Even if it seems like you aren’t really processing anything, in any depth way, you need, as a learning disabled individual, to make it most highly likely that you’ll be able to learn the greatest percentage of the information you’ll need to have ready to use in responding to paper assignments, to test questions and to questions that are posed in class discussions.
The best way to do this is to pre-read your course text or texts, before your class even starts. Its possible to contact your professors, if you know who they are, before the semester starts, and request a reading list. Most professors are willing to supply this to a student.
However, in my experience, as an undergraduate student and as a grad student, the ability for me, always to this and get what I requested was never known to be definitely possible.
Being able to get an updated copy of your professor’s current syllabus is another crucial component of what is required to make a semester be as easy for you as is possible.
If you’re able to get both the reading list and the syllabus (usually, the reading list is part of the syllabus), your made in the shade; yet, the point of pre-reading is to get ahead of your disability’s method of thwarting your ability to successfully learn.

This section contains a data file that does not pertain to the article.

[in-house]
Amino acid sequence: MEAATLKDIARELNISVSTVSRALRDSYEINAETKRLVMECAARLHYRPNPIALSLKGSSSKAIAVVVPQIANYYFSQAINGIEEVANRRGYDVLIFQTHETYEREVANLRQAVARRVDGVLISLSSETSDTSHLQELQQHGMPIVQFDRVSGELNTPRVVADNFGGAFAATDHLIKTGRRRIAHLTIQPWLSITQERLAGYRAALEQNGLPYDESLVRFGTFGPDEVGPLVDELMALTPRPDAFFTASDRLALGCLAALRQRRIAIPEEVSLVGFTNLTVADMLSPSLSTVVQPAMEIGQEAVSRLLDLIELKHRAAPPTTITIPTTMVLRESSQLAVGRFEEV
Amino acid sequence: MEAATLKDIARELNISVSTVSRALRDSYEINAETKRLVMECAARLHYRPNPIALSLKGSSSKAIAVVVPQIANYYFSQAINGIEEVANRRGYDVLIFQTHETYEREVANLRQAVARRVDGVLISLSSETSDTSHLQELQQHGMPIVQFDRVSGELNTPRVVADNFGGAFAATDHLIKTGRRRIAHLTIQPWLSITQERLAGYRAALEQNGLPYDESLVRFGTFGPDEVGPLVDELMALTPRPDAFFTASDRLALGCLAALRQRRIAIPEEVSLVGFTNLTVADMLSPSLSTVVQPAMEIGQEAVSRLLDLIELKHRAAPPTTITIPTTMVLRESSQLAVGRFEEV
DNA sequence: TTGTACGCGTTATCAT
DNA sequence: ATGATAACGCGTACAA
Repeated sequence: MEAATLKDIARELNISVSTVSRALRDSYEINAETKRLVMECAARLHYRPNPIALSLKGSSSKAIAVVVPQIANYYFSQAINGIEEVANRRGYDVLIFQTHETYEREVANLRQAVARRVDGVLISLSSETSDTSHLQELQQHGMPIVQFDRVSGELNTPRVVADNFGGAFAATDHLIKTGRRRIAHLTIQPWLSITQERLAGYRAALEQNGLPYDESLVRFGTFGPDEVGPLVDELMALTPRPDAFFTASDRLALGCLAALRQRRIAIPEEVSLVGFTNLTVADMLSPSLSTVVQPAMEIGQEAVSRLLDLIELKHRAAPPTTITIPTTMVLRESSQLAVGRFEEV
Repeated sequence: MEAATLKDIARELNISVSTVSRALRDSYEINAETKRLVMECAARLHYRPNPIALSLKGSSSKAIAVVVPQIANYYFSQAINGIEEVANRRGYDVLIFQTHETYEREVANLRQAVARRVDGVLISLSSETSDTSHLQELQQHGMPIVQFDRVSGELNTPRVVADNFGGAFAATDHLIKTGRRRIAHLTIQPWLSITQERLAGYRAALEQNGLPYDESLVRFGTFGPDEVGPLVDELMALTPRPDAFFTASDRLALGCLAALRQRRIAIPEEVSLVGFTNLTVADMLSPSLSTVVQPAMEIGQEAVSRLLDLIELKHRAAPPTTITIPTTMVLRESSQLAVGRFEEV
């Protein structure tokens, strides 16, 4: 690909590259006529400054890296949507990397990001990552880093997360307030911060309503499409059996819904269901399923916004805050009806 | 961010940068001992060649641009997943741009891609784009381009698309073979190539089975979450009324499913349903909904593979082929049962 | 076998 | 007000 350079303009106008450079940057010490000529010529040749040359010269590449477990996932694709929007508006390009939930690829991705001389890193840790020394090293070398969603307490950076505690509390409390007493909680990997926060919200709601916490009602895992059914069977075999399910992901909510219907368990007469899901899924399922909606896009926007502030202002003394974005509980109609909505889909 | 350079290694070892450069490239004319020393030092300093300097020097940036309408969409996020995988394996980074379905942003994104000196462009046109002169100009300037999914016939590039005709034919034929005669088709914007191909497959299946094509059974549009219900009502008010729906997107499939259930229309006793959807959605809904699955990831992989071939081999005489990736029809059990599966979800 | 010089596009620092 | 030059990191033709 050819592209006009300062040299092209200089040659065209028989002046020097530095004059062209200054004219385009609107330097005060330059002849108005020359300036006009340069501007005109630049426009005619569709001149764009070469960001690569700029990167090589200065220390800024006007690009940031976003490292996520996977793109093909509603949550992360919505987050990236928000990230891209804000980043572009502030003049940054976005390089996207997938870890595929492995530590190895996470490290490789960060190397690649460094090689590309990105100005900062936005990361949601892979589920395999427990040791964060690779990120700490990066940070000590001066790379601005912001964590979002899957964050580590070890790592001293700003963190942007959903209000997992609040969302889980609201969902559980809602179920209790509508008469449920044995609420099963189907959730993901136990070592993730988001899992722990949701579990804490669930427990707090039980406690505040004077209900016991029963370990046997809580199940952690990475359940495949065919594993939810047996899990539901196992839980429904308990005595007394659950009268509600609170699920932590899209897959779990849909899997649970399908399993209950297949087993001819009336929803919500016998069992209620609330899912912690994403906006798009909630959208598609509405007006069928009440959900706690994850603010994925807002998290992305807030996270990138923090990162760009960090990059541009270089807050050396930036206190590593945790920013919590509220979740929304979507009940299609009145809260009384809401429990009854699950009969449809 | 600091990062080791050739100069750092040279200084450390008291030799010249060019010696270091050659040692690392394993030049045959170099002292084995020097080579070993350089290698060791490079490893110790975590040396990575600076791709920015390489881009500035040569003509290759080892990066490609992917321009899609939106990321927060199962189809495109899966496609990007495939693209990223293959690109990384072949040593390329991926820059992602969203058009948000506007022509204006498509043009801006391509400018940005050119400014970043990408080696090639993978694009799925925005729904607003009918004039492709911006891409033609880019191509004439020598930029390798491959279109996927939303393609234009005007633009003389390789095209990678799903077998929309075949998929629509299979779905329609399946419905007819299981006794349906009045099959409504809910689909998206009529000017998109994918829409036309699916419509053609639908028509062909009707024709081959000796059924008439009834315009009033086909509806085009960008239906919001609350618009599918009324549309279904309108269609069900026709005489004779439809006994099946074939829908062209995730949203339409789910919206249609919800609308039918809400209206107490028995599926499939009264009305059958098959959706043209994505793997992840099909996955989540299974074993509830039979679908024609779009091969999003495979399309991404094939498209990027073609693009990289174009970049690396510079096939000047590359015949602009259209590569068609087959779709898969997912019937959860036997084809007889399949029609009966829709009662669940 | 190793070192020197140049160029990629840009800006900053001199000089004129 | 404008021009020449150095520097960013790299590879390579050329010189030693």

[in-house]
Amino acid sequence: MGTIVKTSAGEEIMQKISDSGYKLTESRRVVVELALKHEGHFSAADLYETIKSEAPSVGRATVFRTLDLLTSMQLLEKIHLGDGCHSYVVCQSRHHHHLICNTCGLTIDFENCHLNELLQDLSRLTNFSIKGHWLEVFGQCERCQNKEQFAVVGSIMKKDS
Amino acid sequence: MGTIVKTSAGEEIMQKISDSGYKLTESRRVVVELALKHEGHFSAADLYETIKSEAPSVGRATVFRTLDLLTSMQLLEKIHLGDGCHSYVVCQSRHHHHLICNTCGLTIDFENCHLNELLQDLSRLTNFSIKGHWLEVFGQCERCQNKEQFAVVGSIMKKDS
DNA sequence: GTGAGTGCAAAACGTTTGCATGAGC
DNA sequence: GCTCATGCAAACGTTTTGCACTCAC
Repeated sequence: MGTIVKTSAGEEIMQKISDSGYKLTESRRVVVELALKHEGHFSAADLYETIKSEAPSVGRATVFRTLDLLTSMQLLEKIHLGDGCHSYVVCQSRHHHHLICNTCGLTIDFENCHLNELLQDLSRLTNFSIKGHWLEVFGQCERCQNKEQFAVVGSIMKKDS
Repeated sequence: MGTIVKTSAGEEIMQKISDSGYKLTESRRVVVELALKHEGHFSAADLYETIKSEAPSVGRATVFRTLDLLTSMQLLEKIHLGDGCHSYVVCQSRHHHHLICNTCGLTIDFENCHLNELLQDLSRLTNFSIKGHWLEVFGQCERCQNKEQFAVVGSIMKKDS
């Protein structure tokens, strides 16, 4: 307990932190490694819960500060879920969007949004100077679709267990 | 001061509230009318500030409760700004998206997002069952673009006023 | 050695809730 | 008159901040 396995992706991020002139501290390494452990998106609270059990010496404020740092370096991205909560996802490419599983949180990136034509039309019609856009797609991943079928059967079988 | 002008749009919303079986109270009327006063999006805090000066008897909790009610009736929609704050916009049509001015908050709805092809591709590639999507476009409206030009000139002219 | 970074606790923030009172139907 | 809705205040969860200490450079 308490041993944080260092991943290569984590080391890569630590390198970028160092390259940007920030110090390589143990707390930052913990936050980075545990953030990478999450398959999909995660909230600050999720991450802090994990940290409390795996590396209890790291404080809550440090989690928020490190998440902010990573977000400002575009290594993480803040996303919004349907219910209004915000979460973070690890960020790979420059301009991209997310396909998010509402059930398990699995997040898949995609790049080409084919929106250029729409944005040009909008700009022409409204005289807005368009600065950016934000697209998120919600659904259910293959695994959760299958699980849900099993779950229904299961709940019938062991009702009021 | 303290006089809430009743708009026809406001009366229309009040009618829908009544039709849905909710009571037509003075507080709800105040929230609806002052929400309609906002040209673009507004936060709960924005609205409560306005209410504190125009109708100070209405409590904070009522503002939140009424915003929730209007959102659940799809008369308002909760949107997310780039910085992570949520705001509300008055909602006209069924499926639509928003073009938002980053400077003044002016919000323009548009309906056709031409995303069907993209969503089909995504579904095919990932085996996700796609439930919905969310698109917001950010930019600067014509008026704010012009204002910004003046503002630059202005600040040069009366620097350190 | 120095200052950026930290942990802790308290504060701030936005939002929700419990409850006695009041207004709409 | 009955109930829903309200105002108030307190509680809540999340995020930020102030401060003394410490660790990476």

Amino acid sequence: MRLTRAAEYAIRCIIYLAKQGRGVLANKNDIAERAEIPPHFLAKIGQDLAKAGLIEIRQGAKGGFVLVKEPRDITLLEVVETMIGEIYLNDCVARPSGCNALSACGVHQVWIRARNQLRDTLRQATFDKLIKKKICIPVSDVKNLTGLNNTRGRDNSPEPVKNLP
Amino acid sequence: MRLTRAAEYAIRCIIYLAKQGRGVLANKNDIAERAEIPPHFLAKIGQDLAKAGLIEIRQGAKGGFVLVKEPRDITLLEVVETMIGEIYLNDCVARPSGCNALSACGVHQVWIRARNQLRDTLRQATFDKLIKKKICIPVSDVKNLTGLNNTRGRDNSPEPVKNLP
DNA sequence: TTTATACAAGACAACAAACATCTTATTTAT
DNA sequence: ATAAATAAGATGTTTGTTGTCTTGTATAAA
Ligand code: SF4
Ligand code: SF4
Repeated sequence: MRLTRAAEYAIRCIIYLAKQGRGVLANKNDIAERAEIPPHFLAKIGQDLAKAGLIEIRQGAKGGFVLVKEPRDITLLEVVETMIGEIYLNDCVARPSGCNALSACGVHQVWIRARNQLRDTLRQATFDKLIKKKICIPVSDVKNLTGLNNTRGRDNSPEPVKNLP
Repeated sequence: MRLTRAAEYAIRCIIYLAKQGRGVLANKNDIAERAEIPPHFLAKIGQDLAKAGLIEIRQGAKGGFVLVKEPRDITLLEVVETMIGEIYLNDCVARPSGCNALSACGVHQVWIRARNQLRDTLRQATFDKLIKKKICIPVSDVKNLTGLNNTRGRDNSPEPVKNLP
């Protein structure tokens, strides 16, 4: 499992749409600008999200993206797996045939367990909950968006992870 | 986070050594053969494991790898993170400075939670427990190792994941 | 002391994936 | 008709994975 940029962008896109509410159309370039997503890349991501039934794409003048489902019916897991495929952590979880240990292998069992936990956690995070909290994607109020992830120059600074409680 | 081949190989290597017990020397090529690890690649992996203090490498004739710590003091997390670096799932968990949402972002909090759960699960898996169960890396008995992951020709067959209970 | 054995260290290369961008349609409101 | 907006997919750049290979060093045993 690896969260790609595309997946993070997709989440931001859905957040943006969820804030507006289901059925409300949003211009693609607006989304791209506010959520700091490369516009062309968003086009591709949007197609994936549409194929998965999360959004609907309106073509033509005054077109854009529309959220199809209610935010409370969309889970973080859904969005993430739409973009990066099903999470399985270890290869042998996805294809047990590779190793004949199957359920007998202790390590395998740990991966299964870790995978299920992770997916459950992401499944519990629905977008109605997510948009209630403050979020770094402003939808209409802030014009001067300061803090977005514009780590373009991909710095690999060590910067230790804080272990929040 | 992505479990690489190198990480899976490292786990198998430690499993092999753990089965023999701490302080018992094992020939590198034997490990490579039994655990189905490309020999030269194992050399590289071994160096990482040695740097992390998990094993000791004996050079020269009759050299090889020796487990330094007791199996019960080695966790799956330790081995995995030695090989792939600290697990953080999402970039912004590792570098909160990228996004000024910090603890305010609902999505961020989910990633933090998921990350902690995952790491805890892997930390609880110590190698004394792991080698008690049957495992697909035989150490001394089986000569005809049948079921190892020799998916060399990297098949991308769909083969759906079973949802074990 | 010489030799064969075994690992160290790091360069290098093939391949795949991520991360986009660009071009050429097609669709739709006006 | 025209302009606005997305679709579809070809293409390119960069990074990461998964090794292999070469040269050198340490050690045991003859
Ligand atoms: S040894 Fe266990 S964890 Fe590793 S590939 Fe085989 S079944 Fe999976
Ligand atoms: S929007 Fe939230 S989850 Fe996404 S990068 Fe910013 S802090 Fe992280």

Divided Word Pages and Outlining are really effective notetaking methods I’ve used, to decent levels of success; in reality, my pre-reading act became most supercharged when I accomplished it in conjunction with Voice Recognition Software.
This, likely, is due to the fact that, as I successfully decoded the wording of the information and, instead of needing to use motor control to write or type the information, increasing the chances that I would forget what I was thinking, I spoke it into the mike and the wording flashed up onto my screen, in front of me.
In using this “method”, as opposed to the method I used before I began working with voice recognition software, I cut down on fine motor control, precision and memory /neurosis I experienced.